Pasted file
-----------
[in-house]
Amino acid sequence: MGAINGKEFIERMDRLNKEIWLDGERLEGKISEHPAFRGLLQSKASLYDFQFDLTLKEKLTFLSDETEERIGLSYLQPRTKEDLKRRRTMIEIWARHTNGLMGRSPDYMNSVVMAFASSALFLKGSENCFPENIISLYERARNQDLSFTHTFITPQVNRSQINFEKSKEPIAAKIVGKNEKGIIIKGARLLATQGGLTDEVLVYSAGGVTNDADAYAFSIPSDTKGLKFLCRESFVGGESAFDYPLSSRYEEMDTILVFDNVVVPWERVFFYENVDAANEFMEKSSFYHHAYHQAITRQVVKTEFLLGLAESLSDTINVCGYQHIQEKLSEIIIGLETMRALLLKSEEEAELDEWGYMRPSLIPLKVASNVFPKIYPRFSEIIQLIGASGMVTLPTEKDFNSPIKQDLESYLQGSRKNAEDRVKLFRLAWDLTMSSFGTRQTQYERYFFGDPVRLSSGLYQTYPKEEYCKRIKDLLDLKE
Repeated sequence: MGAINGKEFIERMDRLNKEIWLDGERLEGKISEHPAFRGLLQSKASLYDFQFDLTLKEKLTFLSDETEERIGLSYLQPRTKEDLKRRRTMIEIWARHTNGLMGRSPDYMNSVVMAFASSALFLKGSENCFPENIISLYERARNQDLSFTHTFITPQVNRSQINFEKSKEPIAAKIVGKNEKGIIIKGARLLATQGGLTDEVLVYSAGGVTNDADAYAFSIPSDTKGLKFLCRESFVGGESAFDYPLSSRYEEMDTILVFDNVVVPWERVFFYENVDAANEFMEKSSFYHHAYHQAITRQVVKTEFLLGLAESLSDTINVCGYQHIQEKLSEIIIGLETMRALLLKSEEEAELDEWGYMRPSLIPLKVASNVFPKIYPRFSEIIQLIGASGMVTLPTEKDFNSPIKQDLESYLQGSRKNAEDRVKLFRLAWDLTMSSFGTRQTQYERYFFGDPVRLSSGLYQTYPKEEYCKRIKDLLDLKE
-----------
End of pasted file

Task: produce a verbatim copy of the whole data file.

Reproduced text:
[in-house]
Amino acid sequence: MGAINGKEFIERMDRLNKEIWLDGERLEGKISEHPAFRGLLQSKASLYDFQFDLTLKEKLTFLSDETEERIGLSYLQPRTKEDLKRRRTMIEIWARHTNGLMGRSPDYMNSVVMAFASSALFLKGSENCFPENIISLYERARNQDLSFTHTFITPQVNRSQINFEKSKEPIAAKIVGKNEKGIIIKGARLLATQGGLTDEVLVYSAGGVTNDADAYAFSIPSDTKGLKFLCRESFVGGESAFDYPLSSRYEEMDTILVFDNVVVPWERVFFYENVDAANEFMEKSSFYHHAYHQAITRQVVKTEFLLGLAESLSDTINVCGYQHIQEKLSEIIIGLETMRALLLKSEEEAELDEWGYMRPSLIPLKVASNVFPKIYPRFSEIIQLIGASGMVTLPTEKDFNSPIKQDLESYLQGSRKNAEDRVKLFRLAWDLTMSSFGTRQTQYERYFFGDPVRLSSGLYQTYPKEEYCKRIKDLLDLKE
Repeated sequence: MGAINGKEFIERMDRLNKEIWLDGERLEGKISEHPAFRGLLQSKASLYDFQFDLTLKEKLTFLSDETEERIGLSYLQPRTKEDLKRRRTMIEIWARHTNGLMGRSPDYMNSVVMAFASSALFLKGSENCFPENIISLYERARNQDLSFTHTFITPQVNRSQINFEKSKEPIAAKIVGKNEKGIIIKGARLLATQGGLTDEVLVYSAGGVTNDADAYAFSIPSDTKGLKFLCRESFVGGESAFDYPLSSRYEEMDTILVFDNVVVPWERVFFYENVDAANEFMEKSSFYHHAYHQAITRQVVKTEFLLGLAESLSDTINVCGYQHIQEKLSEIIIGLETMRALLLKSEEEAELDEWGYMRPSLIPLKVASNVFPKIYPRFSEIIQLIGASGMVTLPTEKDFNSPIKQDLESYLQGSRKNAEDRVKLFRLAWDLTMSSFGTRQTQYERYFFGDPVRLSSGLYQTYPKEEYCKRIKDLLDLKE